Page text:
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TrustArc 2017 Privacy and GDPR Compliance Research Report

Annie Greenley-Giudici

As part of the TrustArc Privacy Risk Summit in May 2017, a new privacy study focused on U.S. private sector efforts to meet privacy mandates and the readiness of companies for GDPR implementation. To gather this GDPR compliance research, the online survey was fielded to 203 UK and 204 US privacy professionals at a group of small, mid-size, and large companies subject to the GDPR in a mix of industries.

  • Small: 500-1,000 employees
  • Mid-size: 1,000-5,000 employees
  • Large: Over 5,000 employees

All privacy professionals surveyed are responsible for data privacy at companies of at least 500 employees, all of which are required to meet GDPR compliance.

General Privacy Market Results

98% of respondents felt that the complexity of managing privacy is increasing. 56% felt managing privacy is becoming significantly more complex.

The primary privacy ownership is limited to a few groups.

In smaller companies, the legal department primarily handles ownership of privacy issues.

In larger companies, compliance tends to increase ownership of privacy.

The majority of companies report the need for technology to manage privacy is increasing, with 51% saying the need is becoming significantly greater.

Currently, most companies (66%) are using Governance, Risk, and Compliance (GRC) software, but a wide range of other options including specialized privacy software solutions (37%) are also popular.

Privacy budgets are also increasing for 97% of companies, with 47% saying their budgets are becoming significantly larger.

GDPR Compliance Research Results

For all companies responding, approximately 40% are still designing their GDPR plan and only about 10% have GDPR plans well underway.

A majority of both US and UK respondents haven’t yet begun implementing their GDPR plan (61% for US and 64% for UK).

Indicating that many companies have a significant amount of GDPR implementation ahead of them.

US and UK privacy professionals were asked where they needed the most help complying with data privacy requirements.

  • For US respondents, developing a GDPR plan topped the list at 39%, followed by addressing international data transfers at 36% and meeting regulatory reporting requirements at 30%.
  • For UK respondents, developing a GDPR plan topped the list at 27%, followed by conducting privacy risk assessments (PIAs and DPIAs) at 26% and addressing international data transfers at 24%.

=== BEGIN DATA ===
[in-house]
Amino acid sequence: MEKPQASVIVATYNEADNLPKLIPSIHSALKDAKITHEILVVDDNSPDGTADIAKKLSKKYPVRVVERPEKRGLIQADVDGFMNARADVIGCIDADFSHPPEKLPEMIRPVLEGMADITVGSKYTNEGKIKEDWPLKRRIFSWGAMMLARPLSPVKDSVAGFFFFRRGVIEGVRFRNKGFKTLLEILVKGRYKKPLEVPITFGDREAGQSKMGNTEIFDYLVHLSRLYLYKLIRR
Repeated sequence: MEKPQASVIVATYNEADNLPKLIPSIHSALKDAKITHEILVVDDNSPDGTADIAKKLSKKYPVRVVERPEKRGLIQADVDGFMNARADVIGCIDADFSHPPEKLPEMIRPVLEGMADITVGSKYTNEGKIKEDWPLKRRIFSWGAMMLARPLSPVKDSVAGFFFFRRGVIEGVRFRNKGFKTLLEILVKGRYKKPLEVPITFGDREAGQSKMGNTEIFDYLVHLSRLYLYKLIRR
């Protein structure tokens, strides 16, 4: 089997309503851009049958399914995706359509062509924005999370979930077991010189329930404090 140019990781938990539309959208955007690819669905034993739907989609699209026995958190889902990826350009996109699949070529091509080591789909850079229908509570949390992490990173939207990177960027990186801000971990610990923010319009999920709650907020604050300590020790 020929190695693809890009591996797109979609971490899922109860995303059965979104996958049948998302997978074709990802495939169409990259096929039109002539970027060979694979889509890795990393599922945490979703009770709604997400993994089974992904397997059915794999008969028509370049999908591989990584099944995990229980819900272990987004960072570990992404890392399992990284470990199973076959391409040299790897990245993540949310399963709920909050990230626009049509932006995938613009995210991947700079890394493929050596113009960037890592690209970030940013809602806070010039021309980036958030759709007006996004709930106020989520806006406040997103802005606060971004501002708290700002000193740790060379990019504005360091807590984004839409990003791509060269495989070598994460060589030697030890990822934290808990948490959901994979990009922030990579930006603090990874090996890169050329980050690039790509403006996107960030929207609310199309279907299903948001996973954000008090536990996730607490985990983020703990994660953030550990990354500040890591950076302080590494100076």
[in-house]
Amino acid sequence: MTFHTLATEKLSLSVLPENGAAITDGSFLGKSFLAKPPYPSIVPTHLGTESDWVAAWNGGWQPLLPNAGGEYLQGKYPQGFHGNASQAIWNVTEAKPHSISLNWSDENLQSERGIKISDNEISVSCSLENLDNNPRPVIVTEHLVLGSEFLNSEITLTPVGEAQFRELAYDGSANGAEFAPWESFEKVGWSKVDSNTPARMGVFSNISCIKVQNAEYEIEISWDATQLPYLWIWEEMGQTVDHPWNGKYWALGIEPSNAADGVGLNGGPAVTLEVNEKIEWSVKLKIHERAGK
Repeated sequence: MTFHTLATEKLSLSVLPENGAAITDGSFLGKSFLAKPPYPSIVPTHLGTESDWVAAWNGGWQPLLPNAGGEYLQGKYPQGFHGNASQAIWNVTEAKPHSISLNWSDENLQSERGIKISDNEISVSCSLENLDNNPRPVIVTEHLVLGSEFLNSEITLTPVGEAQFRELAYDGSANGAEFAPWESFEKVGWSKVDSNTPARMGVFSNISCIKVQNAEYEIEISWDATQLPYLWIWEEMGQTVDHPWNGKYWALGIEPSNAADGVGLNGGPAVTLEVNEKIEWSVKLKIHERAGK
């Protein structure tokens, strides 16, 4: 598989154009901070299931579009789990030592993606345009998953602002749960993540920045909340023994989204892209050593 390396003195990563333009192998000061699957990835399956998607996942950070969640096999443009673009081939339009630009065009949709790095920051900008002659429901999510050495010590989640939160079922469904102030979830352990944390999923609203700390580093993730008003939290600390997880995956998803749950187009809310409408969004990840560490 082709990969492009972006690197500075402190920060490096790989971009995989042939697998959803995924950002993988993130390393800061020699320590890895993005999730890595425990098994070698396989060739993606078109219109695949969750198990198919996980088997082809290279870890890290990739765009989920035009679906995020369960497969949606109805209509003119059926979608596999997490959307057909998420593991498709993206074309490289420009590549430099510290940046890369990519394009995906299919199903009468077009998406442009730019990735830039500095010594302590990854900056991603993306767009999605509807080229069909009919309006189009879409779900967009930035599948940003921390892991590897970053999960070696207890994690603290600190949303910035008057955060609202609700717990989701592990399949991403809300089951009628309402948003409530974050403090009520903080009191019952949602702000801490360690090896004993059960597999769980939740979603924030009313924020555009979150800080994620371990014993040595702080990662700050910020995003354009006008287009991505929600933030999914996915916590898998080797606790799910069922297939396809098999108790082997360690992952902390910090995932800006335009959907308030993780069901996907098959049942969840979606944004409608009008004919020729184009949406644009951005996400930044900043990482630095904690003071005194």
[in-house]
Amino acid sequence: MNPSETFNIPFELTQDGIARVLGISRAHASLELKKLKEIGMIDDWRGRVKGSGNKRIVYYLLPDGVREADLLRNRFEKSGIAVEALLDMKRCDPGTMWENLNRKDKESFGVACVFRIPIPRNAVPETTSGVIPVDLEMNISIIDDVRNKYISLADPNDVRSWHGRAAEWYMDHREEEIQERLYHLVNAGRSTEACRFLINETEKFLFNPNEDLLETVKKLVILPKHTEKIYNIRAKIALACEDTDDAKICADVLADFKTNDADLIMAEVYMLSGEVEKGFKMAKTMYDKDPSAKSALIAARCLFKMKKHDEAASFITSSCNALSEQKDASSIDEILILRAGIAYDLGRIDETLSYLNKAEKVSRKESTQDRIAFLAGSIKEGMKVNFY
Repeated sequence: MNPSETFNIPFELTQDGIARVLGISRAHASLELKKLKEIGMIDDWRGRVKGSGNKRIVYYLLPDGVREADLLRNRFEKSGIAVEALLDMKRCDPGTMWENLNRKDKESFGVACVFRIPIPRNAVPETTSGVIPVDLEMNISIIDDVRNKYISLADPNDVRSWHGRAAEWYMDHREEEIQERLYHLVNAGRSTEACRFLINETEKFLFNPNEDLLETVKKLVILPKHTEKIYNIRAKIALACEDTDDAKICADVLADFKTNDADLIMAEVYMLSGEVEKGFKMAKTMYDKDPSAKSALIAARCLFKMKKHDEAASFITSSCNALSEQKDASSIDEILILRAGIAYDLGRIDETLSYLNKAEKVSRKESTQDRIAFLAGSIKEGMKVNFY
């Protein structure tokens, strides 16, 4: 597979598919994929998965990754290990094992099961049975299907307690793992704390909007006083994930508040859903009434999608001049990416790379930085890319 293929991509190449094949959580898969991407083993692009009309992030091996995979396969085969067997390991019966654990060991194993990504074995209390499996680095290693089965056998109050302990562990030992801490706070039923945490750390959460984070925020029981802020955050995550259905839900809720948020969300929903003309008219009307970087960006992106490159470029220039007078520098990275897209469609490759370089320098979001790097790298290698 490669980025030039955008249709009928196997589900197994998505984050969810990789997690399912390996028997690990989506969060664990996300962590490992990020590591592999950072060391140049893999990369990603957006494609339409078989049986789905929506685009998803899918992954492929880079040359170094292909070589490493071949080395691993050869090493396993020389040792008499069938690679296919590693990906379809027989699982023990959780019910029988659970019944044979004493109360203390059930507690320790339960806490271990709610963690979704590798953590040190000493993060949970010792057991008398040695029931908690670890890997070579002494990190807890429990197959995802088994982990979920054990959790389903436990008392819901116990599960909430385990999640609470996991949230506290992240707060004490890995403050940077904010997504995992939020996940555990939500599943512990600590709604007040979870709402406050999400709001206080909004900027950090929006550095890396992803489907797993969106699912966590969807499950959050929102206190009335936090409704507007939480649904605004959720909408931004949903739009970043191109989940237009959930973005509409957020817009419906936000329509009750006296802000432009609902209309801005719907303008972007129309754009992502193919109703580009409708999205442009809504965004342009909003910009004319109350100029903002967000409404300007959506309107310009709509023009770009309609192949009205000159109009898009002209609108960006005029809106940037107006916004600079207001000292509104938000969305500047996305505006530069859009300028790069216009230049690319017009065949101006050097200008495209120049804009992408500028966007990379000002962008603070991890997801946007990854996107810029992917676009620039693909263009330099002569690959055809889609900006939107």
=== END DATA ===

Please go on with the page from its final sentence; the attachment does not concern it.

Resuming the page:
GDPR Compliance Budgets

Responding companies have set aside relatively large budgets for GDPR compliance for 2017-2018.

For all companies responding, the #1 budget amount cited was between $100,000 to $500,000 (42%), with the #2 budget cited between $500,000 and $1,000,000 (23%).

GDPR compliance budgets of over $1 million accounted for 9% of small companies, 19% of mid-size companies and 23% of large companies.

Nearly 1 in 4 large companies plan to spend over $1 million on GDPR compliance.

However, with respect to GDPR plan spending, the US respondents expect to spend more than their UK counterparts.

  • 83% of US respondents and 69% of UK respondents expect GDPR spending to be at least $100,000 (74,000 GBP).
  • 40% of US respondents and 25% of UK respondents plan to spend at least $500,000 (370,000 GBP).
  • 17% of US respondents and 6% of UK respondents expect to incur costs of over $1 million (740,000 GBP).

GDPR investments will go to a wide range of initiatives including consultants, internal hiring, and additional technology and tools.

Privacy Program Implementation Results

Companies report needing help in a wide range of areas, topped by GDPR planning, international data transfer, compliance reporting, conducting PIAs and DPIAs, and data inventory.

Many GDPR implementation plans begin with conducting a data inventory; however, companies face three common challenges when it comes to data inventory.

The three challenges cited most by the privacy professionals surveyed were

  • difficulty to maintain and update privacy programs (57%),
  • lack of appropriate tools and technology (56%),
  • and lack of internal resources (54%).

Approximately one-half of the respondents indicated a need for technology and tools to automate and operationalize data privacy (48% for US and 50% for UK).

Additionally, 50% of the respondents preferred dealing with outside vendors that could provide both tools and technology, together with process/legal expertise.

In terms of desired capabilities for third party vendors, the most important in terms of priority ranking were knowledge of the customer’s industry (48%) and years of experience (39%).

98% of all of the US respondents and 92% of all UK respondents reported that they will invest in resources such as technology, consultants and new hires to help prepare for next year’s May deadline.

Key Topics

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